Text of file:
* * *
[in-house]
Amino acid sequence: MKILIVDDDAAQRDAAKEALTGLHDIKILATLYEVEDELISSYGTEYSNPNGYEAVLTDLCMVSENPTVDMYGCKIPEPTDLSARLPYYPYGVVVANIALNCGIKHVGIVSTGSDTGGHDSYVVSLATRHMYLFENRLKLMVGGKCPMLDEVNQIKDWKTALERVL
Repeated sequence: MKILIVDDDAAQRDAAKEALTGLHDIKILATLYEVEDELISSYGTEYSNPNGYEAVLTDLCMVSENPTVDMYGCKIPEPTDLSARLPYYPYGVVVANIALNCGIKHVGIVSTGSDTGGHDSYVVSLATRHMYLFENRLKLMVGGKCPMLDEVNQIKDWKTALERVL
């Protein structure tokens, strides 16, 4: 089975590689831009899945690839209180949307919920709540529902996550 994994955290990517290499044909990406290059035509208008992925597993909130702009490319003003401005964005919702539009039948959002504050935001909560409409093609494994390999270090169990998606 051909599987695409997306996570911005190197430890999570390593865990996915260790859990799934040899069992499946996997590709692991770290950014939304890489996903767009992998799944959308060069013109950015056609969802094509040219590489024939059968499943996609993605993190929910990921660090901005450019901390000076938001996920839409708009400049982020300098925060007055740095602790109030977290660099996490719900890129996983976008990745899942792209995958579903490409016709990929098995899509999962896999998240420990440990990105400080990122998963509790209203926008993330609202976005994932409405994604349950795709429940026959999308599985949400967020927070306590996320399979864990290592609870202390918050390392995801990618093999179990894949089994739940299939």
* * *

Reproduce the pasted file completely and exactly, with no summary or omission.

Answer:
[in-house]
Amino acid sequence: MKILIVDDDAAQRDAAKEALTGLHDIKILATLYEVEDELISSYGTEYSNPNGYEAVLTDLCMVSENPTVDMYGCKIPEPTDLSARLPYYPYGVVVANIALNCGIKHVGIVSTGSDTGGHDSYVVSLATRHMYLFENRLKLMVGGKCPMLDEVNQIKDWKTALERVL
Repeated sequence: MKILIVDDDAAQRDAAKEALTGLHDIKILATLYEVEDELISSYGTEYSNPNGYEAVLTDLCMVSENPTVDMYGCKIPEPTDLSARLPYYPYGVVVANIALNCGIKHVGIVSTGSDTGGHDSYVVSLATRHMYLFENRLKLMVGGKCPMLDEVNQIKDWKTALERVL
């Protein structure tokens, strides 16, 4: 089975590689831009899945690839209180949307919920709540529902996550 994994955290990517290499044909990406290059035509208008992925597993909130702009490319003003401005964005919702539009039948959002504050935001909560409409093609494994390999270090169990998606 051909599987695409997306996570911005190197430890999570390593865990996915260790859990799934040899069992499946996997590709692991770290950014939304890489996903767009992998799944959308060069013109950015056609969802094509040219590489024939059968499943996609993605993190929910990921660090901005450019901390000076938001996920839409708009400049982020300098925060007055740095602790109030977290660099996490719900890129996983976008990745899942792209995958579903490409016709990929098995899509999962896999998240420990440990990105400080990122998963509790209203926008993330609202976005994932409405994604349950795709429940026959999308599985949400967020927070306590996320399979864990290592609870202390918050390392995801990618093999179990894949089994739940299939």